Pardon my absence. First I was on a bit of a Family History bender (oh, how I do love me a good genealogy binge). I had a nice bit of success finding some long-lost cousins of direct-line ancestors--very satisfying.
Eunny Jang was just appointed Editor of Interweave Knits, the best knitting magazine in print! (You know how I feel about Knitty, which exists only in the ether.) Eunny is a genius--ahh, her cabling; ohhh, her steeking! If you love me and/or if you love knitting, go check out at minimum Eunny's Anemoi Mittens; her Bayerische Socks; and most fabulousest of all, her Norwegian Jacket. That jacket--be still, my heart. I hope she publishes that pattern so that I can make it myself one day. Truly, Eunny tempts me towards idolatry.
A: Invent Cranberry-Apple Mincemeat Pie, of course. Don't forget the Pie Crust Scrap Cookies; you know how the kids love those. The filling tasted great; we'll see what the ladies at the Relief Society's Pot Luck and Pow-Wow think.
Q: What do you do when autodidacticism fails you?
A: Swallow your pride and hire a consultant.
Let me explain the second Q&A.
Watching her, I learned that if you wanted to do something, you gathered the necessary information, then plunged in and just did it. Grandma's process has worked well for me over the course of my life. I've sewn, I've sown; I've made cheese and rendered lard. But recently, I hit a brick wall.
A couple of years ago, I read a great book about permaculture and got very excited about employing its principles on our little third of an acre. Sometimes called 'forest gardening,' permaculture is an agricultural system that seeks to work with nature, not against it, in the production of food crops. The permaculturist mimics nature's systems as closely as possible, hoping for maximum output (food) with minimum input (work). It's a method that attempts to recreate Eden here in the Lone and Dreary World. Here's a quote from Toby Hemenway:
Permaculture is notoriously hard to define in a sound-bite. Here's one way to describe it: If you think of natural building, sustainable agriculture, solar energy, graywater recycling, consensus process, and the like as tools, then permaculture is the toolbox that helps organize those tools and suggests how and when to use them.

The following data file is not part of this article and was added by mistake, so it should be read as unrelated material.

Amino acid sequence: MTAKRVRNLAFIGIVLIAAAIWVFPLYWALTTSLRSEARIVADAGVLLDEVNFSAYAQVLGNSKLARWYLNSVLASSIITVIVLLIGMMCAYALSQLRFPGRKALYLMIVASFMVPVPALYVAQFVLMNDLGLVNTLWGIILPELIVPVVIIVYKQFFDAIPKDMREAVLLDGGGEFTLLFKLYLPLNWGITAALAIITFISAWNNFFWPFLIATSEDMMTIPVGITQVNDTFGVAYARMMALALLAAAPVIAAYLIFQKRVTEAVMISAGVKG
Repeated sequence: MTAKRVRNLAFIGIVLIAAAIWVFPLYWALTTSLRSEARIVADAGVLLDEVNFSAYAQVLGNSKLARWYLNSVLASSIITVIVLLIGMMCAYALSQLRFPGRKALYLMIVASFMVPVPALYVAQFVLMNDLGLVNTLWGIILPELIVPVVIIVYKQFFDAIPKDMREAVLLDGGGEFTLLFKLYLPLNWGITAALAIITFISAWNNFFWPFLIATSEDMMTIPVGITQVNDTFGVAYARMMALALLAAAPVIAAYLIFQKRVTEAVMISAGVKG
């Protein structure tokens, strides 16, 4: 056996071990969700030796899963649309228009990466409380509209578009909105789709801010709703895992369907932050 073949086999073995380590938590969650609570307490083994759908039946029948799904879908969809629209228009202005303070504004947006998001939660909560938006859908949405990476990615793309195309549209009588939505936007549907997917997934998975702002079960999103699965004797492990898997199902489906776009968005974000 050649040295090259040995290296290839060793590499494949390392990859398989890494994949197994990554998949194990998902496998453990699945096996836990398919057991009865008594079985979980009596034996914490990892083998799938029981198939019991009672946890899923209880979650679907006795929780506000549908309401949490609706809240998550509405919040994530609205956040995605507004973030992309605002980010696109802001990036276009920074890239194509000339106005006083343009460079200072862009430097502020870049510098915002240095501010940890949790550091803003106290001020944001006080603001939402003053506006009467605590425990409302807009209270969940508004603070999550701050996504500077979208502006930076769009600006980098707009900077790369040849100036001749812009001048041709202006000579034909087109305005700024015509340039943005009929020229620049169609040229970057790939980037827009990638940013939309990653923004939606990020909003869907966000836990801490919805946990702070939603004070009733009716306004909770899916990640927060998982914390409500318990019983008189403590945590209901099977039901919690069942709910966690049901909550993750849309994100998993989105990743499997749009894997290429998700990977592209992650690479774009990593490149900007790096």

I've made various plans for our land since we moved here almost six years ago, amending them as I have worked in the yard and as I have read more books on garden philosophy and design. Hemenway's book pulled all of my dreams into one overarching concept, so I got to work trying to make a new plan incorporating new ideas such as the use of plant guilds, a mandala design to increase the edge factor, and the unique characteristics of our little microclimate.
I got stuck. It was too big; I couldn't get my mind around it all. Figuring I just needed more data, I bought a couple of very technical permaculture textbooks and studied them. I got stuck again; I just could not pull everything together. Then we renovated the house last year, and I had to abandon any thoughts of work on the yard.
Last fall, while reading a magazine that focuses on green building, I came across an ad for the services of Ethan Zickler, a permaculture landscape designer who lives not too far from us. Perfect, I thought. In a flash, I humbly recognized that I needed to bring in reinforcements if I wanted the permaculture thing to happen.
The other day I met with him so that he could show me what he had come up with for our yard. I about fell over when I saw it. Ethan is both experienced and gifted. One one large, well-drawn map, I saw all the concepts I'd tried to conquer seamlessly integrated into a Master Plan.